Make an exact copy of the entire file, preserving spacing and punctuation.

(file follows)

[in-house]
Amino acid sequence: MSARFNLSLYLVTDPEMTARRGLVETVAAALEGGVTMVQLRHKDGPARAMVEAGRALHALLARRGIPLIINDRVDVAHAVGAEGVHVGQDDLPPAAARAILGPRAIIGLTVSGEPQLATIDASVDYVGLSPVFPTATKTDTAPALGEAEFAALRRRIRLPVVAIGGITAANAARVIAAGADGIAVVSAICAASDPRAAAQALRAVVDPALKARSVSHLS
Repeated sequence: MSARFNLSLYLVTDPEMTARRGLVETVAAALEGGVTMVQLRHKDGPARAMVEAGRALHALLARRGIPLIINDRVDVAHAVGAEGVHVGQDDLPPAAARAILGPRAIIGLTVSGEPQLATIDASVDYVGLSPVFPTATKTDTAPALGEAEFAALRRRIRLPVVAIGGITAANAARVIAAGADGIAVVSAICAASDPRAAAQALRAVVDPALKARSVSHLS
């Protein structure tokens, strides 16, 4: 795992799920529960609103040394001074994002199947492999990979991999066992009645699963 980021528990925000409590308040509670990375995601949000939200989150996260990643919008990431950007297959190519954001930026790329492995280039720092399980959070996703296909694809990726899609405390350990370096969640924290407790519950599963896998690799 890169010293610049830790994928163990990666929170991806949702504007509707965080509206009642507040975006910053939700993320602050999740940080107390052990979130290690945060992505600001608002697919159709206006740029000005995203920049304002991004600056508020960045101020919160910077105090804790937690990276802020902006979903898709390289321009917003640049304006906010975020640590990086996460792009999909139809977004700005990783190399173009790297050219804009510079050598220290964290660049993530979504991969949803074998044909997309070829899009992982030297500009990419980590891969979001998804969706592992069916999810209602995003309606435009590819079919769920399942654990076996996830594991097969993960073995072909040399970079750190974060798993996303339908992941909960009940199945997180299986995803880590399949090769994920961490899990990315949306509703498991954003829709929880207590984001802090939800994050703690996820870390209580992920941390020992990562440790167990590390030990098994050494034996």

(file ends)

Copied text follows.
[in-house]
Amino acid sequence: MSARFNLSLYLVTDPEMTARRGLVETVAAALEGGVTMVQLRHKDGPARAMVEAGRALHALLARRGIPLIINDRVDVAHAVGAEGVHVGQDDLPPAAARAILGPRAIIGLTVSGEPQLATIDASVDYVGLSPVFPTATKTDTAPALGEAEFAALRRRIRLPVVAIGGITAANAARVIAAGADGIAVVSAICAASDPRAAAQALRAVVDPALKARSVSHLS
Repeated sequence: MSARFNLSLYLVTDPEMTARRGLVETVAAALEGGVTMVQLRHKDGPARAMVEAGRALHALLARRGIPLIINDRVDVAHAVGAEGVHVGQDDLPPAAARAILGPRAIIGLTVSGEPQLATIDASVDYVGLSPVFPTATKTDTAPALGEAEFAALRRRIRLPVVAIGGITAANAARVIAAGADGIAVVSAICAASDPRAAAQALRAVVDPALKARSVSHLS
């Protein structure tokens, strides 16, 4: 795992799920529960609103040394001074994002199947492999990979991999066992009645699963 980021528990925000409590308040509670990375995601949000939200989150996260990643919008990431950007297959190519954001930026790329492995280039720092399980959070996703296909694809990726899609405390350990370096969640924290407790519950599963896998690799 890169010293610049830790994928163990990666929170991806949702504007509707965080509206009642507040975006910053939700993320602050999740940080107390052990979130290690945060992505600001608002697919159709206006740029000005995203920049304002991004600056508020960045101020919160910077105090804790937690990276802020902006979903898709390289321009917003640049304006906010975020640590990086996460792009999909139809977004700005990783190399173009790297050219804009510079050598220290964290660049993530979504991969949803074998044909997309070829899009992982030297500009990419980590891969979001998804969706592992069916999810209602995003309606435009590819079919769920399942654990076996996830594991097969993960073995072909040399970079750190974060798993996303339908992941909960009940199945997180299986995803880590399949090769994920961490899990990315949306509703498991954003829709929880207590984001802090939800994050703690996820870390209580992920941390020992990562440790167990590390030990098994050494034996």